In Depth: IPO-Bound TikTok Rival Kuaishou Continues to Play Second Fiddle
Veteran Chinese short video app Kuaishou is tracking to be first to a public bourse, beating its bigger rival Douyin — the domestic version of TikTok — after it filed for an IPO in Hong Kong last month.
But a Caixin analysis and interviews with insiders at Kuaishou Technology Co. Ltd. show that’s about the only metric the company is leading on.
According to a prospectus filed to Hong Kong regulators last month, the Beijing-based firm has become the world’s largest livestreaming platform, second largest e-commerce livestreaming site, and has the second-largest number of daily active users (DAU) of any short-video company, citing data from iResearch.
The company is no slouch — Kuaishou said its revenue ballooned to 39.1 billion yuan ($5.9 billion) last year from 8.3 billion in 2017, and turned a loss of 521 million in 2018 into a profit of 689 million yuan last year.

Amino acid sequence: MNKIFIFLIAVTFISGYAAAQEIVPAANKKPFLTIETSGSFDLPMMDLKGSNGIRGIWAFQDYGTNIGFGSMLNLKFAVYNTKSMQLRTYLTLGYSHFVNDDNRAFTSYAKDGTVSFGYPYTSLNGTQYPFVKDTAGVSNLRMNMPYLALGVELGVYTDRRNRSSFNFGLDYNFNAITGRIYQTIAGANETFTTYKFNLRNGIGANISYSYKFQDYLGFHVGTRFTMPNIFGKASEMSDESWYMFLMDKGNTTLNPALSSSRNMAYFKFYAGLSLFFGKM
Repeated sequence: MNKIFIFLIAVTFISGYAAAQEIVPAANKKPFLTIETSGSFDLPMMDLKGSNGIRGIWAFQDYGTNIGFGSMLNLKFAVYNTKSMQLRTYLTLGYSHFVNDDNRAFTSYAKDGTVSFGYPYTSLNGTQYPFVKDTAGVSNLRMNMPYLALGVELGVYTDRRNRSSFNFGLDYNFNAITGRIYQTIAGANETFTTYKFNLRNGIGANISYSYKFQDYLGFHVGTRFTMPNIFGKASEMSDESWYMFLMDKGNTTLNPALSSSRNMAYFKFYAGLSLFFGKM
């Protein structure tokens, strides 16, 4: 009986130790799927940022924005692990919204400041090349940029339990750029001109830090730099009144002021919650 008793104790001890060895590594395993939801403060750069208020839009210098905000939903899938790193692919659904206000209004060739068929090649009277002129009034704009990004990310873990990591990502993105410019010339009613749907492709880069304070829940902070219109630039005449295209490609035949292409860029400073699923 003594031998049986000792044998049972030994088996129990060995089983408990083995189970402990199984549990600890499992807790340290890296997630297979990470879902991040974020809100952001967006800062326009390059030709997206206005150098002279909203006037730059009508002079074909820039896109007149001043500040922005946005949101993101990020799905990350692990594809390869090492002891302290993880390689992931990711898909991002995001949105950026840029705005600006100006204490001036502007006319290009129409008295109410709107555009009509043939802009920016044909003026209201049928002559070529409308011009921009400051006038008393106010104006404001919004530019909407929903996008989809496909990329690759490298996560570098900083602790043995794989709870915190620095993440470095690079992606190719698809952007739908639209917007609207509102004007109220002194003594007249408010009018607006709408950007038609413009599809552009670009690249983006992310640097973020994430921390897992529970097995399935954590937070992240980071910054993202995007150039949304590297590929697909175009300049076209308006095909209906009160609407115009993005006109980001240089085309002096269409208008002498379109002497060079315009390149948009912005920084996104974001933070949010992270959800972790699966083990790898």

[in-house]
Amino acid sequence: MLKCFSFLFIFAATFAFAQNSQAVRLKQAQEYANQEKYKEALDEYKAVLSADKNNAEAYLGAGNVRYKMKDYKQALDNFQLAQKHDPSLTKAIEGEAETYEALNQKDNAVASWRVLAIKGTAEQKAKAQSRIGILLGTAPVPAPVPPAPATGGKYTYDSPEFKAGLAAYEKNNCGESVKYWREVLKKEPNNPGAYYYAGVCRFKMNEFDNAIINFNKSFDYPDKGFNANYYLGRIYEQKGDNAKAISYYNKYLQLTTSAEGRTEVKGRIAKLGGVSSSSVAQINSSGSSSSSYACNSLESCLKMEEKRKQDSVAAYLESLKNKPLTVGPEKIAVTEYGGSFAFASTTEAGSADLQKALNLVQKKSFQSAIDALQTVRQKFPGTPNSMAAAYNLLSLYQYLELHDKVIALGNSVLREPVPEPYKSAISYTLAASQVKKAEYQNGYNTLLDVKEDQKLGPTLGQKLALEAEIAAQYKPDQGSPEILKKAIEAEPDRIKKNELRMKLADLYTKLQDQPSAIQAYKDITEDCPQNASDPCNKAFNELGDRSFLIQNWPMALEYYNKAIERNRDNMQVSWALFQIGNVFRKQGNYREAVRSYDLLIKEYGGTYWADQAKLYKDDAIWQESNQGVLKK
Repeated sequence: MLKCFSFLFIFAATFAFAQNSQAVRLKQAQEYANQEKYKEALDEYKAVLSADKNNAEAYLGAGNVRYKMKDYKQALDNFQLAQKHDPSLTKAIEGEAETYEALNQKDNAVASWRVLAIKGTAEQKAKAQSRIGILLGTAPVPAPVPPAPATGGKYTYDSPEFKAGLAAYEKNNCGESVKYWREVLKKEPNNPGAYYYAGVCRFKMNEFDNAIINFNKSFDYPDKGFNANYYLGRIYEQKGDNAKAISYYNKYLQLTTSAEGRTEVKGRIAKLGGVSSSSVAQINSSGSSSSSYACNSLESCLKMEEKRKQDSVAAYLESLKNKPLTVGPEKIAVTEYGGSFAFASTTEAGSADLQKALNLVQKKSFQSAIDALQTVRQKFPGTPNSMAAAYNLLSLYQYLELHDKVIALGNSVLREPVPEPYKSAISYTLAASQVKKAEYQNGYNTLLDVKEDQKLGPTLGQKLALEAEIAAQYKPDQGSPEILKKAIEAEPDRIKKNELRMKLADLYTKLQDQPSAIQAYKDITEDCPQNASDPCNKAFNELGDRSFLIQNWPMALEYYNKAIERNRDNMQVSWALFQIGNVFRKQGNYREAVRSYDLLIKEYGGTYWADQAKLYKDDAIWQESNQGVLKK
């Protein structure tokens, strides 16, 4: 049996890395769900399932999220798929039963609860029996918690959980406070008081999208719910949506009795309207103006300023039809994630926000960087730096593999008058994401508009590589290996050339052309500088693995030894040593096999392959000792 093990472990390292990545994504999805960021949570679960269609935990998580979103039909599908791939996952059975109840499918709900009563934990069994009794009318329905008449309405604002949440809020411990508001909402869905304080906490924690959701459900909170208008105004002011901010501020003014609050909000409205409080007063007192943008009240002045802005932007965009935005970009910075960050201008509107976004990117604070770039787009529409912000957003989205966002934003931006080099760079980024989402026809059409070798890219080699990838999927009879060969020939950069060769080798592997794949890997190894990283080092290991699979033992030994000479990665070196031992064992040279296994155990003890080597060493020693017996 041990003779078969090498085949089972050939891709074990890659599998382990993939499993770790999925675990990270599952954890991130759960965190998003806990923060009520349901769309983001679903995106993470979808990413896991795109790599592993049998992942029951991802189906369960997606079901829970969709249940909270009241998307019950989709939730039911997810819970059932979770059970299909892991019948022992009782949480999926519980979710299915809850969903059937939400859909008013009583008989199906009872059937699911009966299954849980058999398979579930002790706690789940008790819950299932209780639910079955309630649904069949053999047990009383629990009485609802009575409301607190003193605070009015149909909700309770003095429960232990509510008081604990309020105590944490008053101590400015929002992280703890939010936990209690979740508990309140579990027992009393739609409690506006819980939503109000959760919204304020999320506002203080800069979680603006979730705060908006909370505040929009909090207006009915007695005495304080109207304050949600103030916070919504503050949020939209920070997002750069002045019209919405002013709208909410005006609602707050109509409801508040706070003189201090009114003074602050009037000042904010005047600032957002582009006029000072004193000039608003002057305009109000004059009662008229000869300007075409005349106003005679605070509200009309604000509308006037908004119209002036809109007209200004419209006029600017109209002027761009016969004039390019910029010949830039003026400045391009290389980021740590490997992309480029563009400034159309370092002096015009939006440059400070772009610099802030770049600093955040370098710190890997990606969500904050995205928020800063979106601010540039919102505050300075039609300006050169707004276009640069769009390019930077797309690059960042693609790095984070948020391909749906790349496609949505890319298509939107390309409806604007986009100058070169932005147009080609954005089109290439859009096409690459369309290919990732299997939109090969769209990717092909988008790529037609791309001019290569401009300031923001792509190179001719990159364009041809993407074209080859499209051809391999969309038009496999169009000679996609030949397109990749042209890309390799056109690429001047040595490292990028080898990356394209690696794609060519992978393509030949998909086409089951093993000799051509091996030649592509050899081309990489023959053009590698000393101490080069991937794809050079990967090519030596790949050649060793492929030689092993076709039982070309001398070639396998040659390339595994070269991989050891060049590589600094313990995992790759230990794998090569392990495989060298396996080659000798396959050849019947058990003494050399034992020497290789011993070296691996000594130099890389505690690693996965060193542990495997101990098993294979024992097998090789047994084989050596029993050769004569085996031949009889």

But the devil is in the detail. Kuaishou reported 320 million DAUs in the first half of the year, while ByteDance’s Douyin said it had almost double that — 600 million — in August. The firm is also under pressure in its promising e-commerce revenue stream as Douyin builds a more robust, walled-off ecosystem.
Caixin has learned Kuaishou hopes to raise $5 billion in its IPO, valuing the firm at between $40 billion and $50 billion. That would value it about the same as TikTok’s business in North America, Australia and New Zealand combined.
Nine-year-old Kuaishou kicked into high gear in mid-2019, doubling its staff to over 10,000, and restructuring its core businesses. Company sources told Caixin the reshuffles had left some in the firm unclear about who was calling the shots — product head Cheng Yixiao, or CEO Su Hua.